Pulling off the whole working class country music outlaw thing can feel inauthentic, but not if you’re JP Harris. The freight train-hopping troubadour has been delivering tried-and-true tales of life as a teenage runaway, hard livin’ and honky-tonkin’ for nearly a decade, his low rumble twang driving nails through your heart with one hand and toasting with a frosty one in the other. His sound harkens back to an old-school country and western sound, showing a deep appreciation for the greats without any added gimmick or phoniness. In the four years since Harris’ last record, Home Is Where the Hurt Is, he’s continued to make an honest living as a carpenter in Nashville and toured a bit with Old Crow Medicine Show’s Chance McCoy, all the while working on his new record, Sometimes Dogs Bark At Nothing. His most grown-up and fully realized record yet, Sometimes Dogs Bark At Nothing has been worth the wait.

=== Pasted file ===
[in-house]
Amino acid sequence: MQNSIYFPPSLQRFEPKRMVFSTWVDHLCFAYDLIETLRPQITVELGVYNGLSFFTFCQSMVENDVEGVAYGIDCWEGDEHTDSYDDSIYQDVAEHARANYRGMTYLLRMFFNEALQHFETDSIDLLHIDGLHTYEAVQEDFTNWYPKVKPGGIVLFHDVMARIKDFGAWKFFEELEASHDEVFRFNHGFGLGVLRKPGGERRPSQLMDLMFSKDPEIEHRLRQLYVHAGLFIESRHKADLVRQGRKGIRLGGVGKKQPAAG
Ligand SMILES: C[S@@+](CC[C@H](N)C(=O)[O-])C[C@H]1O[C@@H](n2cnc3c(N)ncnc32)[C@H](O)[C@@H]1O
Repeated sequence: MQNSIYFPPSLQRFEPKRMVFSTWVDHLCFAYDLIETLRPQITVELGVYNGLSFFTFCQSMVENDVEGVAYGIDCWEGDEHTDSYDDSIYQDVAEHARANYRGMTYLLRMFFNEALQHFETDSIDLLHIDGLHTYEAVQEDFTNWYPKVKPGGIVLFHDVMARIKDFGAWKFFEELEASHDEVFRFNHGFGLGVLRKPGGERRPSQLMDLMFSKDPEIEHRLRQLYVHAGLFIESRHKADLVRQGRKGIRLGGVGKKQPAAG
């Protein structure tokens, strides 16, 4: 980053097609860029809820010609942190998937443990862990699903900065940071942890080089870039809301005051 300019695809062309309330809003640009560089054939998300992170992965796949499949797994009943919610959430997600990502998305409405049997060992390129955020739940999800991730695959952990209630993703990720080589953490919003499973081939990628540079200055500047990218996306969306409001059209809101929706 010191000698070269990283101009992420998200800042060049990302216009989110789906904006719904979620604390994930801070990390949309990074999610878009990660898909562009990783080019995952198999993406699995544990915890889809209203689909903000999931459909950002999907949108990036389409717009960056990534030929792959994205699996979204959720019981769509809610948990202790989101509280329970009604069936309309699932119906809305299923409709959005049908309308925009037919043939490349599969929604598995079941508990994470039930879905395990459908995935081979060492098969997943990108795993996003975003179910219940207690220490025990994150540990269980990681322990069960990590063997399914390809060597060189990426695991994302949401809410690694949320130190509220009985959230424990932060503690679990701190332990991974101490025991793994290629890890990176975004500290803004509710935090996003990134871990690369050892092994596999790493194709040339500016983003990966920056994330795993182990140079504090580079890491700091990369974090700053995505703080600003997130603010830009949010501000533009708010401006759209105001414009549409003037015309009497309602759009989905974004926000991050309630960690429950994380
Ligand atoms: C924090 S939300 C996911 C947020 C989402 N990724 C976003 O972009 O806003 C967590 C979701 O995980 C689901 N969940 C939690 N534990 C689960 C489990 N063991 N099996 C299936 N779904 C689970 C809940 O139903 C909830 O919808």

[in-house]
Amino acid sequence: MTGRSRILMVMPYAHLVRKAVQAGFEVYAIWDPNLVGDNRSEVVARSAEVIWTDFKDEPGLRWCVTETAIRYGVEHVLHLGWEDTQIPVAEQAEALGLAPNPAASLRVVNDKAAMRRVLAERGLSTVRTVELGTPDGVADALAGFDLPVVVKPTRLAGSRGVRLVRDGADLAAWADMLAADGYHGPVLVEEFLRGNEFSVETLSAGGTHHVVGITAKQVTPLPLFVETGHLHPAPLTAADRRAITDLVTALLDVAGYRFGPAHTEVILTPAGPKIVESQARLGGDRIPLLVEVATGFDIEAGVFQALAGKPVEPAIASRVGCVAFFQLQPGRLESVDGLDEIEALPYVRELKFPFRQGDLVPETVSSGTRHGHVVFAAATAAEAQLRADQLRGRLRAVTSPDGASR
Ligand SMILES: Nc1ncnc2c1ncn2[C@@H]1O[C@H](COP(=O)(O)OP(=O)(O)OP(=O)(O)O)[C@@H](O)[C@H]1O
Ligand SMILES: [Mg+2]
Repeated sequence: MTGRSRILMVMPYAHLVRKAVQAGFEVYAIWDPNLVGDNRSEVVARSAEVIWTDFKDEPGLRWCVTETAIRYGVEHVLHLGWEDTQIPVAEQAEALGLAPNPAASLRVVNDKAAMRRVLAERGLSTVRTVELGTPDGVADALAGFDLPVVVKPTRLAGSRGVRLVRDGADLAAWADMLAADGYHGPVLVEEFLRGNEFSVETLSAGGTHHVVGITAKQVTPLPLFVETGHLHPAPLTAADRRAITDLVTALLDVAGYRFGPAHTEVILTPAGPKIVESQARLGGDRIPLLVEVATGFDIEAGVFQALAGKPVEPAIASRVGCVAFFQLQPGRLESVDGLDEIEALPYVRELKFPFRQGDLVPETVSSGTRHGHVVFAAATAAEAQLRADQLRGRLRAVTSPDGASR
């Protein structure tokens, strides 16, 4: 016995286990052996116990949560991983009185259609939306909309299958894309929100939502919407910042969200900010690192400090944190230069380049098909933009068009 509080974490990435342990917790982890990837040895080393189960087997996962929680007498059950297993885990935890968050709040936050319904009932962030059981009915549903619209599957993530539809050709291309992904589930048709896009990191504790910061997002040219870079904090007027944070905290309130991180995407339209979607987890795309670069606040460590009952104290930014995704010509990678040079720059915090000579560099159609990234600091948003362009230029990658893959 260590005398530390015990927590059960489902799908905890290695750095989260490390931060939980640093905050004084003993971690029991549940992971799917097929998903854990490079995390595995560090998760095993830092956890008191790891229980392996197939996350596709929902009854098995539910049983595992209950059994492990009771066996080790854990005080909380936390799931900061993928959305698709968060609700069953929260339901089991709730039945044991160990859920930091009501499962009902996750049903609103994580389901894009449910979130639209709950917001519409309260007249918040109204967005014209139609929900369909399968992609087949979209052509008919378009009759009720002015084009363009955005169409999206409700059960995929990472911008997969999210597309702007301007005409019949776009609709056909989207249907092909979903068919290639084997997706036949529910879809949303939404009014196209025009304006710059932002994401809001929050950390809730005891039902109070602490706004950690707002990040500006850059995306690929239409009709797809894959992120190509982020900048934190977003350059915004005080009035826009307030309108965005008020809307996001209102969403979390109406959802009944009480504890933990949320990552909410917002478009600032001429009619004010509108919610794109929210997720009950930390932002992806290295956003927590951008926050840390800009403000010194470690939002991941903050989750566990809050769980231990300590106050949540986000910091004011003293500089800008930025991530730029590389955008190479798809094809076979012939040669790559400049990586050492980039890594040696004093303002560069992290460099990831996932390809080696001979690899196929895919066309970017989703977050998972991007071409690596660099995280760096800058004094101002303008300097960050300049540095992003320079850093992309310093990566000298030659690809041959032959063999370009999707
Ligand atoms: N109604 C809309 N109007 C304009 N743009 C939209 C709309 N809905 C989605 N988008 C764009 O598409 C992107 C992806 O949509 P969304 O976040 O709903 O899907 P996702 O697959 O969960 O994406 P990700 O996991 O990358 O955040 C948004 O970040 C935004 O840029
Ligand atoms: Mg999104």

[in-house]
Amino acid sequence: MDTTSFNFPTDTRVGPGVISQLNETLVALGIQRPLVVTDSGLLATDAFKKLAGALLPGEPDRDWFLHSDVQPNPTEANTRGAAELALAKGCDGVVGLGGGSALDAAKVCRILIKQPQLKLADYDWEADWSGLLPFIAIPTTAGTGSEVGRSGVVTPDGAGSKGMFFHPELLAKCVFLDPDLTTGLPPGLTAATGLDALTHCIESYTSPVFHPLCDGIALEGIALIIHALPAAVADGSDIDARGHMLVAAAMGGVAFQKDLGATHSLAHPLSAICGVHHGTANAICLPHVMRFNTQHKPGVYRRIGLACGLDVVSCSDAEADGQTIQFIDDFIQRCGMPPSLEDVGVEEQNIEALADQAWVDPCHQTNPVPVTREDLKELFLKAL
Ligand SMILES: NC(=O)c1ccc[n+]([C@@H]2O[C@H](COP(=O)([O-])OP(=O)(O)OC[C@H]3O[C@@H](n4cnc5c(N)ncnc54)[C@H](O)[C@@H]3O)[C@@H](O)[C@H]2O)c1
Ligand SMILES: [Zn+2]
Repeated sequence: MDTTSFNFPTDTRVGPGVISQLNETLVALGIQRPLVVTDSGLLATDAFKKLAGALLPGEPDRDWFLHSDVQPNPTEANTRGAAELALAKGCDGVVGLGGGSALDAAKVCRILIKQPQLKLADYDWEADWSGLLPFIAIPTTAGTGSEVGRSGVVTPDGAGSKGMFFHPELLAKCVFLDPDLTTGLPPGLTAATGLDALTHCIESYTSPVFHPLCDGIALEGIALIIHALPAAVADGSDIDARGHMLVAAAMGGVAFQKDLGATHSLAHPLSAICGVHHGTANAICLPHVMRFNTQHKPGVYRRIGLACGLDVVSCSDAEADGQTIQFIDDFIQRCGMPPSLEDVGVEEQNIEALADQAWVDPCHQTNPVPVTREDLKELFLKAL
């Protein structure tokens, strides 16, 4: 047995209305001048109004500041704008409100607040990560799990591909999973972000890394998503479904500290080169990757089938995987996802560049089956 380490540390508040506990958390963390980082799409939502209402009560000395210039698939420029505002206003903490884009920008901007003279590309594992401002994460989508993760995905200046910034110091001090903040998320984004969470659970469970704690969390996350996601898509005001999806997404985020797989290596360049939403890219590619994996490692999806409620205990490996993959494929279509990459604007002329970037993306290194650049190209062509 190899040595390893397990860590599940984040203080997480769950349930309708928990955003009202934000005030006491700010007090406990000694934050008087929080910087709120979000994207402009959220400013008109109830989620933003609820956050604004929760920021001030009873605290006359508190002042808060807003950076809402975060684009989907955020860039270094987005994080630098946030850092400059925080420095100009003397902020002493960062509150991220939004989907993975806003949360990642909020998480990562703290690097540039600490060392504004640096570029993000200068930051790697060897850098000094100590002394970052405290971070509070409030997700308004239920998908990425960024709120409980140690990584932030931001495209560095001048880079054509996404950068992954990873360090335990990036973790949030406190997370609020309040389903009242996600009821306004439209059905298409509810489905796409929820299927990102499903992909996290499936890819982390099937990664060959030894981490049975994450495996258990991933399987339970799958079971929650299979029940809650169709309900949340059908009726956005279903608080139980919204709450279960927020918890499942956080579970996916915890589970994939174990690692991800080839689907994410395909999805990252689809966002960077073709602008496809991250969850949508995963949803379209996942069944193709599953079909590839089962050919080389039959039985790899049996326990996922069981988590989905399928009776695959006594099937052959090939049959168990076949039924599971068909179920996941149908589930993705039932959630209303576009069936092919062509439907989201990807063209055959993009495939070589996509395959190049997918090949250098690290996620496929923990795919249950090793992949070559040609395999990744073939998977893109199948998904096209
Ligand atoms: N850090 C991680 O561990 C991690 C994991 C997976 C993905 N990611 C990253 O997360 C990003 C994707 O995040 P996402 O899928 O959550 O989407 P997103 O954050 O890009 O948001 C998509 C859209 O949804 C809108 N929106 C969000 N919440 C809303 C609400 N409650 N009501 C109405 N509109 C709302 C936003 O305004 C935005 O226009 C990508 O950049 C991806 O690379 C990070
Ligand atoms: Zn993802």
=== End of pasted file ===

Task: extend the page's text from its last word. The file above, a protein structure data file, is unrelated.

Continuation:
This time around, Harris has a little fun with his usual aesthetic, shaking it up with '70s country references and a bigger sound than anything we’ve ever heard from him. Stretching his vocal abilities and amping up his energy, we get a raspy bat-out-of-hell version of Harris on songs like “JP’s Florida Blues #1”, “Jimmy’s Dead and Gone,” and “Hard Road.” Harris leans into his experiences on the road and the gritty lifestyle of being a no-frills touring artist. Debauchery and hard lessons ensue. On “Jimmy’s Dead and Gone,” Harris reckons with his past as a 14-year-old hobo. “You’ve heard this tale a hundred times / But this story’s true to life,” he growls.
We hear hints of the Harris we know and love on songs like “When I Quit Drinking” and the album’s title track. A master storyteller, Harris weaves detailed narratives about conquering demons and navigating life’s many mysteries. “Long Ways Back” and “Lady in the Spotlight” find Harris crooning along to retro arrangements. The sun-drenched guitars and harmonies on the latter make it the true standout of the record. We’ve never heard this level of exploration from Harris on any past records, and it is rewarding to see him finding – and following – these threads.